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Matthew Gardiner, CA
Matthew Gardiner, CA
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Strong Authentication " Friend or Foe?

Organizations around the world, particularly those with large, online consumer user communities such as banks, brokers and retailers, are under relentless attack by global identity thieves.

Organizations around the world, particularly those with large, online consumer user communities such as banks, brokers and retailers, are under relentless attack by global identity thieves. Unfortunately, given the wide-scale vulnerability and speed with which these thefts can occur and be exploited, online identity theft in banking poses a huge risk for the banking system as a whole and is eroding consumer faith and trust.

Banking regulators have recognized this growing problem and as a result are increasing the pressure on banking organizations to take appropriate action. For example, in October of 2005 the Federal Financial Institutions Examination Council (FFIEC) issued guidance titled "Authentication in an Internet Banking Environment." The FFIEC guidance directs banking organizations to make risk assessments and to use "stronger" authentication, where appropriate, to make it harder for the thieves to either get access to consumer accounts or take advantage of this access once they are "given" it.

Strong authentication is not a new topic in the financial services industry. In fact, most financial organizations have been using some form of strong authentication for years, mostly with employees and business customers. However, strong authentication for consumer banking has many difficult challenges which include the potential scale of the deployments, the uncertainty of acceptance by consumers, and, of course, the cost of deployment and management.

Fortunately, and unfortunately, there is no shortage of strong authentication approaches and vendor offerings from which to choose, ranging from one-time password systems to risk-based authentication schemes and transaction anomaly detection systems that require little or no involvement of the user. Other authentication technologies that are often considered in multiple forms are smart cards, biometrics and grid cards.

What seems clear is that no single strong authentication approach is yet emerging as the winner in the global banking industry. However, most banking institutions appear to be deep into the investigative mode and early deployment stages. The tradeoffs of total cost of ownership, user convenience and acceptance, and strength and effectiveness, along with the vast number of technically viable authentication options on the market, are making the selection process tricky.

A key element of a strong authentication initiative--where consumer-issued credentials are part of the solution--is the management and integration of the credentials themselves. For example, organizations that issue devices such as tokens or smartcards to their consumers will need to manage distribution of the right devices to the right people, procedures for handling lost or broken devices, how they will enable access to the applications, and how they will expire the devices when the users' access entitlements are no longer appropriate. This is where the link between strong authentication and identity and access management (IAM) systems becomes clear.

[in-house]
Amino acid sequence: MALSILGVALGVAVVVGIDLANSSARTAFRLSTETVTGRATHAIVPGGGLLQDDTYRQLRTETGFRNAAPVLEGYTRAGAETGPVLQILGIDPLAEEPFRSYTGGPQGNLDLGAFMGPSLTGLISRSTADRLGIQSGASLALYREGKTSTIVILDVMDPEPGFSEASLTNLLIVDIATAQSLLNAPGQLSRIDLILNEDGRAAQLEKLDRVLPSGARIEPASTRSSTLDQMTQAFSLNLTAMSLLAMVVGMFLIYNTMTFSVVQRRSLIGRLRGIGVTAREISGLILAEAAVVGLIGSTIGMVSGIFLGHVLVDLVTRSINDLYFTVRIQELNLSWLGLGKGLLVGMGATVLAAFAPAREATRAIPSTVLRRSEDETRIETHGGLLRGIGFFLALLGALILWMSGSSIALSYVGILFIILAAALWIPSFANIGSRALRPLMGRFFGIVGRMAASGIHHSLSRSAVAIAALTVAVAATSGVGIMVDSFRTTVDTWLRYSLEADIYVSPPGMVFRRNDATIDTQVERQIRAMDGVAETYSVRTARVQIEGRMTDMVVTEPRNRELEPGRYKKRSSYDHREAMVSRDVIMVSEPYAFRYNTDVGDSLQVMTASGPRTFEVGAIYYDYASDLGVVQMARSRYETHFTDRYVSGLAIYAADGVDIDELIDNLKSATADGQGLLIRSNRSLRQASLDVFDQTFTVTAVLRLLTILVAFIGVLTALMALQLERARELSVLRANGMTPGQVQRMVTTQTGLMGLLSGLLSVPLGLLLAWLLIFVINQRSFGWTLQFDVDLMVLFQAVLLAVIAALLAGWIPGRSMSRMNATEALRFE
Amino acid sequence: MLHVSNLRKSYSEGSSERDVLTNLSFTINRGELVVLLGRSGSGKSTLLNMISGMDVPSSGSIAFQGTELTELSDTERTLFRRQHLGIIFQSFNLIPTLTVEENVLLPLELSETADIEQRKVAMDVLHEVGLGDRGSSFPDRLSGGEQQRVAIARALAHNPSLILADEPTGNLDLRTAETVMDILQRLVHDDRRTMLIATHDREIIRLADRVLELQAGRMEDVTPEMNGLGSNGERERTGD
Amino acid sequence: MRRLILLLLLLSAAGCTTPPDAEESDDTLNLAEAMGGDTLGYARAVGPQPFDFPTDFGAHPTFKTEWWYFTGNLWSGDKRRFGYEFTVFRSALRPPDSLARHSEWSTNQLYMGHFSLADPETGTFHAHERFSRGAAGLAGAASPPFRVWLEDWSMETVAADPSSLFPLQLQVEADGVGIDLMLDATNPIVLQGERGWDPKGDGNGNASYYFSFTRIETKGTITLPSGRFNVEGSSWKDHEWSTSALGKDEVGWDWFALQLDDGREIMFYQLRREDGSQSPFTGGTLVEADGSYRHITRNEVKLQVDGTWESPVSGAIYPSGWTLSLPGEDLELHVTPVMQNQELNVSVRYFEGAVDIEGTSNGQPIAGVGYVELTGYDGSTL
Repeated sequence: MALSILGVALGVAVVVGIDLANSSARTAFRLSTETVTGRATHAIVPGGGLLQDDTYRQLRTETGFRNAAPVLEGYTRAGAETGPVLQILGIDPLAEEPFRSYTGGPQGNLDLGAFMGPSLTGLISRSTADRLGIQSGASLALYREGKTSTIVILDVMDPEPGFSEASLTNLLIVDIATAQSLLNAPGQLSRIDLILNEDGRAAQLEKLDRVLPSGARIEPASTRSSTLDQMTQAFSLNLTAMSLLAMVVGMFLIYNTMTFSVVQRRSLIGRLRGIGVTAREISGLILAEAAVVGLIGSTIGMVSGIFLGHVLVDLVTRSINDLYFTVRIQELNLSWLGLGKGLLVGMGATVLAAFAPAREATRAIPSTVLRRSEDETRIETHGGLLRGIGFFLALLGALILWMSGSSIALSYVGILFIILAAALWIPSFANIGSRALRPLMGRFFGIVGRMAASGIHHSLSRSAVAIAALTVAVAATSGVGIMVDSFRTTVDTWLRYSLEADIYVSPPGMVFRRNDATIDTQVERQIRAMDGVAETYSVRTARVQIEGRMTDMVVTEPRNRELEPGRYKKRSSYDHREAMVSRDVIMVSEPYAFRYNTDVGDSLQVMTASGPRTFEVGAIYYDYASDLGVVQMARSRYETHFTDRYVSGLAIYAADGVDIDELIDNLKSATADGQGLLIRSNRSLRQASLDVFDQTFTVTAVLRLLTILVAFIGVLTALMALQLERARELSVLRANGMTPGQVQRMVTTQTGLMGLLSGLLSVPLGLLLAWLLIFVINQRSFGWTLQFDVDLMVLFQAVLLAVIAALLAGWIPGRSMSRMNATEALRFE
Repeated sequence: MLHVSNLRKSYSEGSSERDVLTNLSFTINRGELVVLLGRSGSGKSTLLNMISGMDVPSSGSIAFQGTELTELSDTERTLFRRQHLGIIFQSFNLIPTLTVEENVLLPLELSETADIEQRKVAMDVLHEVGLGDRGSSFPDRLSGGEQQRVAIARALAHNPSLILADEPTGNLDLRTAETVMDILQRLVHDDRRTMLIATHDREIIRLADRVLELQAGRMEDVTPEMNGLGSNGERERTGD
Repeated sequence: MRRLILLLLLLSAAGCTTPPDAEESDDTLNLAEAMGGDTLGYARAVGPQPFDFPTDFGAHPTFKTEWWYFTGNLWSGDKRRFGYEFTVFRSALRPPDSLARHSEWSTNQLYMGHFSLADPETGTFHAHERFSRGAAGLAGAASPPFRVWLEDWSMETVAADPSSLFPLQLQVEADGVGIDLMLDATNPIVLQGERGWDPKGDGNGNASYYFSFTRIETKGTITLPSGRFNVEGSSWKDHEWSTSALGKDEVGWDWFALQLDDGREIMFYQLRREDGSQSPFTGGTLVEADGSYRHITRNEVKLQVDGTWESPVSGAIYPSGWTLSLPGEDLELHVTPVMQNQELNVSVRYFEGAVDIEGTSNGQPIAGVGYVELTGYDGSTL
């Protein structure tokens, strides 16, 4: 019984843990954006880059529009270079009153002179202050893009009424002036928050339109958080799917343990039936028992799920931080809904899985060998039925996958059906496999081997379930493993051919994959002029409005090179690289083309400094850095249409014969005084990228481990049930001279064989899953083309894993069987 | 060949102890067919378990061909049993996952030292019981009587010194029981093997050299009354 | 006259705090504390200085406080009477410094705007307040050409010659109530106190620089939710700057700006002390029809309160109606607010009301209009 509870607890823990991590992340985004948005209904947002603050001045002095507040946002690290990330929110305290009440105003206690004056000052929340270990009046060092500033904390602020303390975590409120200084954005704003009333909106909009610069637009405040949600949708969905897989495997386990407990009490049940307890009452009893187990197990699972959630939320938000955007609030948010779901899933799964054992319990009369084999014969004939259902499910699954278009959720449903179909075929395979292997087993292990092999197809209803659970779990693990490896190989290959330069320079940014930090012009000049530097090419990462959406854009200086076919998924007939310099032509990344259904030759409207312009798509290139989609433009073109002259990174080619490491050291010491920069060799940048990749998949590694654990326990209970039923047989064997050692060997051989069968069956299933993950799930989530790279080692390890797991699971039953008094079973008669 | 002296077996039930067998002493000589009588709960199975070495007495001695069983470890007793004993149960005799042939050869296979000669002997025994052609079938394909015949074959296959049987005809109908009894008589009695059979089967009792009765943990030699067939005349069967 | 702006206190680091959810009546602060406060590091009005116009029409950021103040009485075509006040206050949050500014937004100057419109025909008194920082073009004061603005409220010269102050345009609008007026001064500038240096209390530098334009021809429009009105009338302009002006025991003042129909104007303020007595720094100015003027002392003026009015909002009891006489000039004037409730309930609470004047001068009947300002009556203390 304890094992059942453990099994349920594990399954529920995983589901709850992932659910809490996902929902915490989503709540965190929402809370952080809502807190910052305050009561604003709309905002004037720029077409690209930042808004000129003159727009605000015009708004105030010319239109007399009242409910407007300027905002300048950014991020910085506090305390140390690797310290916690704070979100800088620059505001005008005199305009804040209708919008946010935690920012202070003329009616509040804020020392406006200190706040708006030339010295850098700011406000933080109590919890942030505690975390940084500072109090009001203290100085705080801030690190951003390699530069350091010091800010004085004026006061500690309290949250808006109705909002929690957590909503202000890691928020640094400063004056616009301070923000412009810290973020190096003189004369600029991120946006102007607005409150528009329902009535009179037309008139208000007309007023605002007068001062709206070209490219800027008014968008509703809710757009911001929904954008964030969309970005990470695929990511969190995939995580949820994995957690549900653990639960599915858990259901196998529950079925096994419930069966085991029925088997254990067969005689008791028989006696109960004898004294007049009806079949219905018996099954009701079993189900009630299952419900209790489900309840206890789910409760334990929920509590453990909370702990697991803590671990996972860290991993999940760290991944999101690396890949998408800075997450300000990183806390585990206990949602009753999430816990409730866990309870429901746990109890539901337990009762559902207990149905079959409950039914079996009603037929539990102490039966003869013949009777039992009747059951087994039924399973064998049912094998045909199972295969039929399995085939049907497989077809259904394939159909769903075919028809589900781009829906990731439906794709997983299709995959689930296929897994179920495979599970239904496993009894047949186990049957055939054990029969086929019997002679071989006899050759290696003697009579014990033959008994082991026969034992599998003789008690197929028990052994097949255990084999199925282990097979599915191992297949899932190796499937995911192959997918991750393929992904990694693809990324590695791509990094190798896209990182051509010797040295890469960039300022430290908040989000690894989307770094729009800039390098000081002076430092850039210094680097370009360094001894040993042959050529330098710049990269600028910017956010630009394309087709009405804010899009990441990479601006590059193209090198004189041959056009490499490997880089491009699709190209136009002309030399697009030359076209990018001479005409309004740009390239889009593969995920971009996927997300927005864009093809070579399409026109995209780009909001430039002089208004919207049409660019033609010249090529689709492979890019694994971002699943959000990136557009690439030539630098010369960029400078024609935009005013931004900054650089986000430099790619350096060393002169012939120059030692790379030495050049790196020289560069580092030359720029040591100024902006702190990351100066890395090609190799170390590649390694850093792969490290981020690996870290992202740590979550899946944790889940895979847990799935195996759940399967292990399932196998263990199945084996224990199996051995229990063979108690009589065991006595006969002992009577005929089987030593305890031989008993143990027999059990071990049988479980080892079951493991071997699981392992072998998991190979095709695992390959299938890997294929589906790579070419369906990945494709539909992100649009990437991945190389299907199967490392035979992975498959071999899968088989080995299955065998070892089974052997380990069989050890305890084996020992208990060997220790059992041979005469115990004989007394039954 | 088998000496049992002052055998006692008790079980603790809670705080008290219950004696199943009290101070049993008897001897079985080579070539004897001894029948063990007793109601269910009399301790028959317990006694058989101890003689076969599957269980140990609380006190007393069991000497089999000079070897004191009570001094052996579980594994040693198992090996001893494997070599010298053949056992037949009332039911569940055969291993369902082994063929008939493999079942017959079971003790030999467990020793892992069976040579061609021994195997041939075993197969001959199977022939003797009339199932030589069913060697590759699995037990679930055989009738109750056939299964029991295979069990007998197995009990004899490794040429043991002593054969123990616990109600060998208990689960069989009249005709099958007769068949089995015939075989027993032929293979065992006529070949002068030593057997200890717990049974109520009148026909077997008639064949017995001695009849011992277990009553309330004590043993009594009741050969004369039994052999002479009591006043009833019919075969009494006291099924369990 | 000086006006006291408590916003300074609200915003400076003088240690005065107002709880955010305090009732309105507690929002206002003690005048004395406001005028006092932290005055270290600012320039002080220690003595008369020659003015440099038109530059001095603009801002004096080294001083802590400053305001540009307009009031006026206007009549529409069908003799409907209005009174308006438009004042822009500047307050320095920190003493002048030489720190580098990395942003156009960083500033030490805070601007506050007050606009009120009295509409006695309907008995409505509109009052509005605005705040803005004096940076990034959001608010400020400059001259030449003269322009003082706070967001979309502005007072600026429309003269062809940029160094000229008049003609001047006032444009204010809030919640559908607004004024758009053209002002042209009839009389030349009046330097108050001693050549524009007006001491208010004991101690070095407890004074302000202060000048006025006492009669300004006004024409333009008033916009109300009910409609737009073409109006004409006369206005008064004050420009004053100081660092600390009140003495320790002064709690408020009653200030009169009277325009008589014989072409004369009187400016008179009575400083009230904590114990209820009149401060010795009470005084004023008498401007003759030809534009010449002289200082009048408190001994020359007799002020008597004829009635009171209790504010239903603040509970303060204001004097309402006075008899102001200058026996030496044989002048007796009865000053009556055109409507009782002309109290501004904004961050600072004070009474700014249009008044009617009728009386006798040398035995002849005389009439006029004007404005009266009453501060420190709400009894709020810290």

IAM systems provide automated management of user identities and their credentials to enable centralized control of user access to applications. These capabilities are critically important to support the rollout and management of strong authentication systems, particularly when done for large user communities where manual administration and custom integration is not economically viable. Just as users and their ever changing relationships with an organization must be managed, so do the strong authentication credentials associated with those users. In addition, the targeted applications need to be enabled to accept these strong authentication credentials. IAM systems, particularly those that provide broad support for environments from the Web to the mainframe, can enable organizations to automate and ease these potentially cumbersome processes.

While there is no "one size fits all" approach when it comes to leveraging stronger forms of authentication, this article has touched on a few of the areas that companies must consider as they move beyond passwords. This shift will help positively influence consumer confidence in online banking, but at the same time will introduce new costs and complexities for IT if not managed properly. In order to minimize these management challenges companies must implement their strong authentication initiatives as a cohesive part of their enterprise identity and access management strategy. Only then will strong authentication become your friend.

Matthew Gardiner is Senior Product Marketing Manager for Identity and Access Management Solutions at CA. CA provides a free white paper entitled, "FFIEC Compliance: The CA Solution" which can be accessed at www.ca.com.

On The Net

www.ffiec.gov
www.ca.com

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